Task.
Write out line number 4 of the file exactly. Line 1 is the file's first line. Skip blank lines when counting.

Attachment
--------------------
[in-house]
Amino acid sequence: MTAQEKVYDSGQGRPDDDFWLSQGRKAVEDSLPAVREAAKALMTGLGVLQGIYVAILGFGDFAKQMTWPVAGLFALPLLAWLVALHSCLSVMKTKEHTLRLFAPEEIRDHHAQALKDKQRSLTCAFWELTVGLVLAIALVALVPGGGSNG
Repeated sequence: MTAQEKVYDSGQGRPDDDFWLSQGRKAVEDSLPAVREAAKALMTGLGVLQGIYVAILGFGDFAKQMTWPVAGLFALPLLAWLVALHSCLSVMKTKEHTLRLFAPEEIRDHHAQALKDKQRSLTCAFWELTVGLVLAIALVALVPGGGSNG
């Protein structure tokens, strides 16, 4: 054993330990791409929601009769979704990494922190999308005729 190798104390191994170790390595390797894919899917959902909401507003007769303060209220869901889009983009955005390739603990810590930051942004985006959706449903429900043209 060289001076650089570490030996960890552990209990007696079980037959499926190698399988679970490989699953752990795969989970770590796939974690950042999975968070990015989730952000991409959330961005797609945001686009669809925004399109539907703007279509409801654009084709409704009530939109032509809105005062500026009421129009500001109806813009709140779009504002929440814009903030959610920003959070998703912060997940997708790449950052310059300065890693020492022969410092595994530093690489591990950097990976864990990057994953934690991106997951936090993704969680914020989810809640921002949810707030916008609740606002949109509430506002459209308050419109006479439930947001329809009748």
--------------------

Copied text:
């Protein structure tokens, strides 16, 4: 054993330990791409929601009769979704990494922190999308005729 190798104390191994170790390595390797894919899917959902909401507003007769303060209220869901889009983009955005390739603990810590930051942004985006959706449903429900043209 060289001076650089570490030996960890552990209990007696079980037959499926190698399988679970490989699953752990795969989970770590796939974690950042999975968070990015989730952000991409959330961005797609945001686009669809925004399109539907703007279509409801654009084709409704009530939109032509809105005062500026009421129009500001109806813009709140779009504002929440814009903030959610920003959070998703912060997940997708790449950052310059300065890693020492022969410092595994530093690489591990950097990976864990990057994953934690991106997951936090993704969680914020989810809640921002949810707030916008609740606002949109509430506002459209308050419109006479439930947001329809009748």